While this book claims to present the way Scripture has been read within the Christian tradition, it might be more accurate to say that it more narrowly presents the way it has been read within the monastic tradition. While the occasional church father is name-dropped, and Augustine figures prominently in a couple of chapters, figures from the monastic age are much more common throughout the book. Many of the illustrations are drawn from monastic texts, and the contents of a number of chapters explore writings from monastic authors in detail. That in and of itself is not a bad thing. These monastic sources have valuable things to teach about the arrangement of information and the use of the visual in summarizing biblical details. For instance, Hugh of St. Victor’s use of the ark as a way to summarize and frame history is interesting, and Bonaventure’s The Tree of Life presents an interesting way to summarize the life of Jesus.
However, this heavy reliance on monastic sources brings some unwelcome baggage. For instance, one can certainly find currents of work righteousness throughout the book. In discussing John Climacus’s thoughts on lectio divina, Boersma excuses his work-righteousness. He writes, “John’s spirituality is synergistic in character: we must cooperate with the grace that God gives if we are to make it to heaven. Nonetheless, his spirituality is hardly bereft of Christology” (38). Shortly after, Boersma approvingly quotes Benedict of Nursia: “We descend by self-exaltation and ascend by humility. Now the ladder erected is our life on earth, and if we humble our hearts the Lord will raise it to heaven” (41). In discussing the role of meditation, he writes, “Lectio divina, therefore, is a therapeutic endeavor that prevents or heals the sickness of a wandering mind, teaching it instead to focus on God. Meditative reading does not just teach us the contents of the biblical text (though of course it does that too). It aims at moral change, a change from sadness and disgust to happiness and joy” (59). While a Roman Catholic might be at home with such language and thoughts, a Lutheran is more likely to squirm with discomfort, and rightly so!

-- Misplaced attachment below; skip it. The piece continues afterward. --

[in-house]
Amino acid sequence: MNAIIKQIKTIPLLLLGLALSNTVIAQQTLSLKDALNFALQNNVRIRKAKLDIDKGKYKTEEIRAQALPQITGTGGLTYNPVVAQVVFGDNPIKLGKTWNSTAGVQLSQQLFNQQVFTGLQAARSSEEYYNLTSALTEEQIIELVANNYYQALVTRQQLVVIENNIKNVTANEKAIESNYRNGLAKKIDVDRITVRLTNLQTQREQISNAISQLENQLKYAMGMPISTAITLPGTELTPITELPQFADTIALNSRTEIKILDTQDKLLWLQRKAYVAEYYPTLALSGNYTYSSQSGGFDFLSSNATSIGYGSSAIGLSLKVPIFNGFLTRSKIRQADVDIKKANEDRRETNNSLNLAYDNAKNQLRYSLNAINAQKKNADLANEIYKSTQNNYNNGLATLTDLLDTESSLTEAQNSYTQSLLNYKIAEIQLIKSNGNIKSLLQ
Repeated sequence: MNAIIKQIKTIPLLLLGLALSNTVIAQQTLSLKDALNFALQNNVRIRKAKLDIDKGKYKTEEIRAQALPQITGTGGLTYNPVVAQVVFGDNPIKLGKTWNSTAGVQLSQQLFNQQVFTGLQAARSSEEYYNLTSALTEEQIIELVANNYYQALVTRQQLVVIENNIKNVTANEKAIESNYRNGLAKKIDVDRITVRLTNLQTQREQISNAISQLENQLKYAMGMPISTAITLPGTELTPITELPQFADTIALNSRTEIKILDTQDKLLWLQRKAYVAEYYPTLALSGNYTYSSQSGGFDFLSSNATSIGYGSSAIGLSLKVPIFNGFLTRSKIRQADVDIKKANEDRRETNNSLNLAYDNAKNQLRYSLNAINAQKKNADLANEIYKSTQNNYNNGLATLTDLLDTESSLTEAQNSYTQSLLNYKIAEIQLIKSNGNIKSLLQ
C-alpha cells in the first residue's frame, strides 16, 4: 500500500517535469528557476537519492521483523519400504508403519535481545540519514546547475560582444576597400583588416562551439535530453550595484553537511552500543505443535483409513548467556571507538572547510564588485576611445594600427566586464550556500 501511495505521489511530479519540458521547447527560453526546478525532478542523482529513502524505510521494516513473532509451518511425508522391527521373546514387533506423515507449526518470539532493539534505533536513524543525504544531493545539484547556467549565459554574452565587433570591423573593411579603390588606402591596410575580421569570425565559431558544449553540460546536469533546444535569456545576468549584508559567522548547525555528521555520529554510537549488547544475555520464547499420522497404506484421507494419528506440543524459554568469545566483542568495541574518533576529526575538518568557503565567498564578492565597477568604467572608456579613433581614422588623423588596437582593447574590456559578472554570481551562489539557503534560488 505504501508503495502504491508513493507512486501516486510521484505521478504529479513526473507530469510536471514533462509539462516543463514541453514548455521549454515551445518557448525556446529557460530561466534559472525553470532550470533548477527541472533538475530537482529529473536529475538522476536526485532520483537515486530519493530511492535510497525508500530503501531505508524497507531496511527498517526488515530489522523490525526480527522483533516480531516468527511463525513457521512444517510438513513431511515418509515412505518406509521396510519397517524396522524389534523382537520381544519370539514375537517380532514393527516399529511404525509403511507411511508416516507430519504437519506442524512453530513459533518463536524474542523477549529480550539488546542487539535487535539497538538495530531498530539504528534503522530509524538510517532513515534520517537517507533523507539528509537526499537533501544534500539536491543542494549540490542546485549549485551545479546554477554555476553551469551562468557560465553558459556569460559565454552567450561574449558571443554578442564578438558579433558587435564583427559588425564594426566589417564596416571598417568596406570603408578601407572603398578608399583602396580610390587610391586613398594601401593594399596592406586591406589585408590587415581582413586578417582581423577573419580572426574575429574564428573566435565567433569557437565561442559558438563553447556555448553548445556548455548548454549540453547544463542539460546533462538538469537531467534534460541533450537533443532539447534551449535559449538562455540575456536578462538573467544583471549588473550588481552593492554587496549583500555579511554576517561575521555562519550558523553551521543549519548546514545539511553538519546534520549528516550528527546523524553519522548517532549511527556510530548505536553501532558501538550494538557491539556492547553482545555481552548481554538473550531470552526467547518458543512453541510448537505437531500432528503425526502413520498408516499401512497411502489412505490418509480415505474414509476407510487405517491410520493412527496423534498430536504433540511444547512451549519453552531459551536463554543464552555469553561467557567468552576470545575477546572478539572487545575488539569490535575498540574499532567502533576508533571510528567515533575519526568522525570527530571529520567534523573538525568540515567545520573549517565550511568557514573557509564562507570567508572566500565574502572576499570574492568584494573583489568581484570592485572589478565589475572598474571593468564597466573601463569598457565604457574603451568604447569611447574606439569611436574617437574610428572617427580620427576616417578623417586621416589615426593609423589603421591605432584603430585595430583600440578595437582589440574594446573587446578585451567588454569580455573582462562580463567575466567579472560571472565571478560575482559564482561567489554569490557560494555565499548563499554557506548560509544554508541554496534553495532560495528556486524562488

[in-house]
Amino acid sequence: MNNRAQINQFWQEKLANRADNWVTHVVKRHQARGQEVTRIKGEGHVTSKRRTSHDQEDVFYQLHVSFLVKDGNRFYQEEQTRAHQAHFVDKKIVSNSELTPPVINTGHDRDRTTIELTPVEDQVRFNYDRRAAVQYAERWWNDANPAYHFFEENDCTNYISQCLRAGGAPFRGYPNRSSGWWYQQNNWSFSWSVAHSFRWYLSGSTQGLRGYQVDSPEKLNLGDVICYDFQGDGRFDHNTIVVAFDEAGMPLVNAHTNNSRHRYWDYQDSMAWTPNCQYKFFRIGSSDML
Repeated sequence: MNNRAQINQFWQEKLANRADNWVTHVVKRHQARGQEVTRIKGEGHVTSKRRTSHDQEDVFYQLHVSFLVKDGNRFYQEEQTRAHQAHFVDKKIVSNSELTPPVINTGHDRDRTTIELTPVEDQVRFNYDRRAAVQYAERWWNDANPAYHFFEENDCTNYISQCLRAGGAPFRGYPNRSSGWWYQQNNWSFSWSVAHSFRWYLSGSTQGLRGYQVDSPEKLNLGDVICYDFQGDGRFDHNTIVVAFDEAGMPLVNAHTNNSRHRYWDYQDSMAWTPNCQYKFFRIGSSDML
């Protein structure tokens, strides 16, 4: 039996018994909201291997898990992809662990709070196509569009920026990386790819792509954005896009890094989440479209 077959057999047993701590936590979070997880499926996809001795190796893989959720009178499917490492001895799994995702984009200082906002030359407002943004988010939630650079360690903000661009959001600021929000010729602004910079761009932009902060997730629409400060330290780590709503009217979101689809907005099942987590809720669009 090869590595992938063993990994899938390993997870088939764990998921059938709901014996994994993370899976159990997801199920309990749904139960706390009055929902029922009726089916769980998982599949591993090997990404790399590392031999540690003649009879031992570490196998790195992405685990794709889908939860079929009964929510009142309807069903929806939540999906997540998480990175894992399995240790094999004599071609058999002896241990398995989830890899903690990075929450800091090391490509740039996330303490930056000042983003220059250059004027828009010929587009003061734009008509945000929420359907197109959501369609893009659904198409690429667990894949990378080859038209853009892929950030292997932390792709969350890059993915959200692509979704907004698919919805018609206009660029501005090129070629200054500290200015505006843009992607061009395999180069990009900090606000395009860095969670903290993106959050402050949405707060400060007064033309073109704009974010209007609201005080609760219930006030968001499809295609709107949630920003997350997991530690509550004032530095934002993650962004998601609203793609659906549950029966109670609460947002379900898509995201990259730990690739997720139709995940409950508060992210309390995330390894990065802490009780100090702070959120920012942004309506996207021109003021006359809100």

One also senses a deficient view of repentance in chapter seven, where he discusses at length the role of tears in reading Scripture. In discussing both Augustine’s conversion and David’s repentance after his affair with Bathsheba, Boersma emphasizes their tears. Ultimately, he turns this repentance into a human work. One sees a hint of it when he writes, “A light of relief flooded Augustine’s heart: he had broken with his past and in repentance turned decisively to his God” (152). Notice that he makes Augustine the author of repentance. This is in keeping with what Boersma writes shortly afterward: “We weep in repentance, so that our tears produce Christ in our hearts” (156), and “The bread of tears is indispensable food, for it is none other than the real presence of Christ” (160). This overemphasis on the first part of repentance is at odds with the Augsburg Confession’s emphasis on the second part of repentance.
Can a Lutheran find worthwhile things to learn from Pierced by Love despite these issues? Certainly. The simple guidelines Boersma offers for reading the Bible bear a striking resemblance to Luther’s four strand method of reading Scripture (7). Boersma’s frequent reminders that reading the Bible is about finding Christ are a welcome encouragement not to let our own study of Scripture devolve into mere professionalism. In the final analysis, other books are probably more worthy of making it to the top of your reading list. However, you may appreciate the investment to read the six pages at the end of the book where he explains his eight theses on lectio divina. Many of the points he makes are solid and worth remembering for those who are often in the Scriptures.